She's married and a stay-at-home mother of four.
No, wait. She's a single mother of two children who works two jobs.
She drives an SUV.
Or is it a minivan?
She listens to talk radio.
And an oldies station. And the alternative rock station when her kids are in the car.
If it sounds like Joanne is an everywoman, well, she is. Joanne was the name given to the make-believe, yet all-too-real, consumer whom Procter & Gamble Co. literally placed in the room while conceiving the marketing strategy for Prilosec OTC.
"By having the presence of the consumer in the room, the consumer was boss," said Joe Arcuri, P&G's general manager for its gastrointestinal business. "Joanne helped us solve issues as we encountered them. The physical presence of this consumer, in a cardboard cutout, was the constant reminder."
And that, in a nutshell, explains how P&G's drug business-once a division that Chairman-CEO A.G. Lafley considered selling-has helped the company's growth over the last three years. By finding the numerous touch points of the consumer, as P&G does with its package goods, the marketer masterminded the switch of the heartburn medication Prilosec from a prescription product (via AstraZeneca) to an over-the-counter medicine.
Now P&G's pharmaceutical division is one of its most successful. For the fiscal quarter ended Dec. 31, P&G's healthcare operation, which includes brands such as Prilosec and Actonel, posted a 22% increase in net sales to $1.9 billion and a 32% increase in net earnings to $333 million vs. a year earlier. That outpaced P&G as a whole, with net sales up 20% and net earnings rising 22%.
But it was a bumpy road in getting to that prosperous point.
When Mr. Lafley succeeded Durk Jager as CEO in 2000, he took a hard look at P&G's prescription-drug business. Or lack thereof. Mr. Jager had tried to address that by engineering the acquisition of Warner-Lambert Co. and American Home Products Corp. When the news leaked, P&G's stock fell and the company was drained of capital for the deal. P&G eventually backed out.
small and focused
When Mr. Lafley took over, he commissioned an independent analysis of the drug operation and concluded that a small, focused pharmaceutical business combined with an OTC business that specialized in switchovers from Rx could succeed.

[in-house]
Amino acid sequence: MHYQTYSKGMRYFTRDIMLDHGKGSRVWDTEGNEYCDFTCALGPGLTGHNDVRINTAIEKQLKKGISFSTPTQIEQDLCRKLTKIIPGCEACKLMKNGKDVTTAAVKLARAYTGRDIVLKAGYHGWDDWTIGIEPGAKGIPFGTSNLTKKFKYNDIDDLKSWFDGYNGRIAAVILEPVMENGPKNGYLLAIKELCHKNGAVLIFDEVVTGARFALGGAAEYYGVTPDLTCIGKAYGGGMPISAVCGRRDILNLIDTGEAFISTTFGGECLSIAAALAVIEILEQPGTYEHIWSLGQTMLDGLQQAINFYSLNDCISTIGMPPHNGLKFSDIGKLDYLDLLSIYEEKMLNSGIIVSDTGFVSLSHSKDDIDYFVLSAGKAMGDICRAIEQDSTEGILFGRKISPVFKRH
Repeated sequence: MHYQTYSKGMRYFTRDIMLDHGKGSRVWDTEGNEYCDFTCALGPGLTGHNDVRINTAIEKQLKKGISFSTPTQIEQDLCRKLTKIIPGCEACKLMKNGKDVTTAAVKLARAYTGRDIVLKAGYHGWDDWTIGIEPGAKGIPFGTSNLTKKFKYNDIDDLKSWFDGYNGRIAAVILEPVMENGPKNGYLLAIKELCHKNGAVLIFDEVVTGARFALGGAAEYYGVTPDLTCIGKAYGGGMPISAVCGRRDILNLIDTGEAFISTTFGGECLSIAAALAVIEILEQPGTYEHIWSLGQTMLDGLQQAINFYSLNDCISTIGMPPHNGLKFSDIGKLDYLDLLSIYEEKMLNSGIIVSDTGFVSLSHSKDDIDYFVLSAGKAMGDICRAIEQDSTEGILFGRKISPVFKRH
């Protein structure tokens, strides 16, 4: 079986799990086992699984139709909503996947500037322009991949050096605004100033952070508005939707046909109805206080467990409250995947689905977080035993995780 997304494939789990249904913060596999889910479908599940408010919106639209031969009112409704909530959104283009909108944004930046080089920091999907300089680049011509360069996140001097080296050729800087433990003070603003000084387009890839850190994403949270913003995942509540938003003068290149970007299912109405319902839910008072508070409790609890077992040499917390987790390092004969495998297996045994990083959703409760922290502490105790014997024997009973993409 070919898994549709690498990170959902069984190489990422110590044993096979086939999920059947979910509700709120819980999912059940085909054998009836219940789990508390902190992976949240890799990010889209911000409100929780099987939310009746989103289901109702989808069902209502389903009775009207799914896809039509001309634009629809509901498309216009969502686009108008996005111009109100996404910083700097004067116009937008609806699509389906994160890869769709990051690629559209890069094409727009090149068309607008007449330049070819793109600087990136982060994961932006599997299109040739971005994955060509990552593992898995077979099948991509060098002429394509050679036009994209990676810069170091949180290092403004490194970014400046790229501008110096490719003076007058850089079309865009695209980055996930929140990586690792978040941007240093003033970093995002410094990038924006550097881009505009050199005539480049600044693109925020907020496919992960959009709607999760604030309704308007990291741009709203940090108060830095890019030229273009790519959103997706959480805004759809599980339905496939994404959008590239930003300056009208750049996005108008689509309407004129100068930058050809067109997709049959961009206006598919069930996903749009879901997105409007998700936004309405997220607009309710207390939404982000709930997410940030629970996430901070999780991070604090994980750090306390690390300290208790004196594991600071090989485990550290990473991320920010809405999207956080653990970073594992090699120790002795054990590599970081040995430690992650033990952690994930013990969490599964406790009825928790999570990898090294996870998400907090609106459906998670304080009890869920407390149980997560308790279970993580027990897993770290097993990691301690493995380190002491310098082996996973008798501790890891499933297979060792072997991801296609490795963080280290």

So far, the strategy seems to be working. The prescription medication Actonel, for osteoporosis, was launched with Aventis in 2001 and could hit global sales of $1 billion this year. P&G's female sexual dysfunction drug Intrinsa is another potential blockbuster that could reach the market by early 2005. And P&G is succeeding with the Prilosec switch, which is powered by ads from Publicis Groupe's Publicis Worldwide, New York.
"We never approached this as `Hey, Prilosec is now available over the counter so come and get it,' " Mr. Arcuri said. "You're dealing with a different shopper. The health-care purchase decision is much more complicated. You have a lot of influencers, and you have to be able to influence the consumer in a variety of ways."
P&G's success with Prilosec-and its previous success with Aleve's switch to OTC-could be the true driver of its growth in the pharmaceutical division.
"They are the masters of drugstore and grocery store marketing," said one analyst, "and that could really help push more business in their pharmaceutical sector."
Said one major pharmaceutical company executive who asked not to be identified: "There is a lot of talk in this industry right now that Procter & Gamble will be the `go-to' partner for OTC switches."
Mr. Arcuri doesn't disagree.
"We aim to become the premier company for Rx-to-OTC switches," he said. "Our unique ... approach really sets us up well. Looking ahead, we're exploring most therapeutic areas."